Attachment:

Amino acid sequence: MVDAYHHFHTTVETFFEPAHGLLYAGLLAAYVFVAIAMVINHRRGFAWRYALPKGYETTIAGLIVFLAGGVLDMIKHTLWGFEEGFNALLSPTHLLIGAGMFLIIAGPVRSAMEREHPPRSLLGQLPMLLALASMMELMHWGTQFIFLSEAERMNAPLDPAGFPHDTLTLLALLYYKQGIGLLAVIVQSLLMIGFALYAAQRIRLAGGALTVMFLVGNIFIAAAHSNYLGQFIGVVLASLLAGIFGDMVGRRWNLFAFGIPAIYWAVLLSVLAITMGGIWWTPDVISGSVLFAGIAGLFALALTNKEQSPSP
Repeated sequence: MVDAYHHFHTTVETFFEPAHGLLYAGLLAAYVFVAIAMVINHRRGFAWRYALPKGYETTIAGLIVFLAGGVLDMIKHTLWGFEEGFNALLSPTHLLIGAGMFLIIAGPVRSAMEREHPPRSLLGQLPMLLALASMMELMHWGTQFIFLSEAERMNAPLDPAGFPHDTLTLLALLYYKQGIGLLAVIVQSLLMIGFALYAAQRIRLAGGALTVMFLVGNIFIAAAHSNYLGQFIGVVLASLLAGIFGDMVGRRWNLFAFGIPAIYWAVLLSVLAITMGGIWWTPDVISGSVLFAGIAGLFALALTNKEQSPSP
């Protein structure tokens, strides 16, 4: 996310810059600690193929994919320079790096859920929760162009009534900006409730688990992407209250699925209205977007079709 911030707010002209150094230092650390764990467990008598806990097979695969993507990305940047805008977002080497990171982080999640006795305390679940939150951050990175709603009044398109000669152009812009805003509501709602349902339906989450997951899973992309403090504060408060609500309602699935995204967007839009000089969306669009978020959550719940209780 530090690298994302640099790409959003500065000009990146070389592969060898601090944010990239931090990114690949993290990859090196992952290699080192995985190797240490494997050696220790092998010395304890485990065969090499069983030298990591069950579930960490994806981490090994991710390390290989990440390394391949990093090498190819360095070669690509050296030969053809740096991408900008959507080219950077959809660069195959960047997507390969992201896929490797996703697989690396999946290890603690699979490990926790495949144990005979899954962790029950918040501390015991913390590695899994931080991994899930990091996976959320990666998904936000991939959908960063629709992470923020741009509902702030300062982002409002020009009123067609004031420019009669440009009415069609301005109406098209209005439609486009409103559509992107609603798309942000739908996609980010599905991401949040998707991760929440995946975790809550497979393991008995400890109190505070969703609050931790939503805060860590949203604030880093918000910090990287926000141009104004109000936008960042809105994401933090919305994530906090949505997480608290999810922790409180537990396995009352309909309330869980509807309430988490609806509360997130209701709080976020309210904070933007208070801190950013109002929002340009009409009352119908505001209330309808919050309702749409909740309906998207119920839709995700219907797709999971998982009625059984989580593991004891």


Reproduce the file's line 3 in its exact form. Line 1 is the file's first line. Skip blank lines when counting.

């Protein structure tokens, strides 16, 4: 996310810059600690193929994919320079790096859920929760162009009534900006409730688990992407209250699925209205977007079709 911030707010002209150094230092650390764990467990008598806990097979695969993507990305940047805008977002080497990171982080999640006795305390679940939150951050990175709603009044398109000669152009812009805003509501709602349902339906989450997951899973992309403090504060408060609500309602699935995204967007839009000089969306669009978020959550719940209780 530090690298994302640099790409959003500065000009990146070389592969060898601090944010990239931090990114690949993290990859090196992952290699080192995985190797240490494997050696220790092998010395304890485990065969090499069983030298990591069950579930960490994806981490090994991710390390290989990440390394391949990093090498190819360095070669690509050296030969053809740096991408900008959507080219950077959809660069195959960047997507390969992201896929490797996703697989690396999946290890603690699979490990926790495949144990005979899954962790029950918040501390015991913390590695899994931080991994899930990091996976959320990666998904936000991939959908960063629709992470923020741009509902702030300062982002409002020009009123067609004031420019009669440009009415069609301005109406098209209005439609486009409103559509992107609603798309942000739908996609980010599905991401949040998707991760929440995946975790809550497979393991008995400890109190505070969703609050931790939503805060860590949203604030880093918000910090990287926000141009104004109000936008960042809105994401933090919305994530906090949505997480608290999810922790409180537990396995009352309909309330869980509807309430988490609806509360997130209701709080976020309210904070933007208070801190950013109002929002340009009409009352119908505001209330309808919050309702749409909740309906998207119920839709995700219907797709999971998982009625059984989580593991004891």